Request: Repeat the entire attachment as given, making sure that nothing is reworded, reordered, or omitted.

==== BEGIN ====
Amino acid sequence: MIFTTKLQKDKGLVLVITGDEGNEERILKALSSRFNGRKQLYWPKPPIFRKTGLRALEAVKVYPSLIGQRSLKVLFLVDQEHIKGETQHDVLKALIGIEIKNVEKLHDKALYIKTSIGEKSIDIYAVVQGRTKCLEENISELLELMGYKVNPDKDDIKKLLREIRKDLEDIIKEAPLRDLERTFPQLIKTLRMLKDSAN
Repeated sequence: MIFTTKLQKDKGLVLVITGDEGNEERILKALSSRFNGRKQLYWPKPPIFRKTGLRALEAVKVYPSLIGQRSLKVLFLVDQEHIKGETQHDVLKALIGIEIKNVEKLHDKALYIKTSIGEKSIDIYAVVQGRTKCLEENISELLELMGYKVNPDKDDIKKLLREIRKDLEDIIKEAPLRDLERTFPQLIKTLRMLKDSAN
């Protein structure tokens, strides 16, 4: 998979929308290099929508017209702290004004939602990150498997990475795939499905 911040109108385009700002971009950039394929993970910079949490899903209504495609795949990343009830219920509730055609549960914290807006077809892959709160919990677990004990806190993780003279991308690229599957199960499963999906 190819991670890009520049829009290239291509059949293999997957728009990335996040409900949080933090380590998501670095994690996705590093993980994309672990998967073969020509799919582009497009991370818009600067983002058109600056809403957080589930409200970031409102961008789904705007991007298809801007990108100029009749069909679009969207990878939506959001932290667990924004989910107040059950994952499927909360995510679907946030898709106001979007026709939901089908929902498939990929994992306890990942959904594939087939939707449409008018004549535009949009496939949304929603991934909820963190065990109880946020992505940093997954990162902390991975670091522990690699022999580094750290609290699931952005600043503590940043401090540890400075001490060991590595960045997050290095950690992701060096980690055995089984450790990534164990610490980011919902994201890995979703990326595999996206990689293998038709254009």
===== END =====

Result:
Amino acid sequence: MIFTTKLQKDKGLVLVITGDEGNEERILKALSSRFNGRKQLYWPKPPIFRKTGLRALEAVKVYPSLIGQRSLKVLFLVDQEHIKGETQHDVLKALIGIEIKNVEKLHDKALYIKTSIGEKSIDIYAVVQGRTKCLEENISELLELMGYKVNPDKDDIKKLLREIRKDLEDIIKEAPLRDLERTFPQLIKTLRMLKDSAN
Repeated sequence: MIFTTKLQKDKGLVLVITGDEGNEERILKALSSRFNGRKQLYWPKPPIFRKTGLRALEAVKVYPSLIGQRSLKVLFLVDQEHIKGETQHDVLKALIGIEIKNVEKLHDKALYIKTSIGEKSIDIYAVVQGRTKCLEENISELLELMGYKVNPDKDDIKKLLREIRKDLEDIIKEAPLRDLERTFPQLIKTLRMLKDSAN
């Protein structure tokens, strides 16, 4: 998979929308290099929508017209702290004004939602990150498997990475795939499905 911040109108385009700002971009950039394929993970910079949490899903209504495609795949990343009830219920509730055609549960914290807006077809892959709160919990677990004990806190993780003279991308690229599957199960499963999906 190819991670890009520049829009290239291509059949293999997957728009990335996040409900949080933090380590998501670095994690996705590093993980994309672990998967073969020509799919582009497009991370818009600067983002058109600056809403957080589930409200970031409102961008789904705007991007298809801007990108100029009749069909679009969207990878939506959001932290667990924004989910107040059950994952499927909360995510679907946030898709106001979007026709939901089908929902498939990929994992306890990942959904594939087939939707449409008018004549535009949009496939949304929603991934909820963190065990109880946020992505940093997954990162902390991975670091522990690699022999580094750290609290699931952005600043503590940043401090540890400075001490060991590595960045997050290095950690992701060096980690055995089984450790990534164990610490980011919902994201890995979703990326595999996206990689293998038709254009």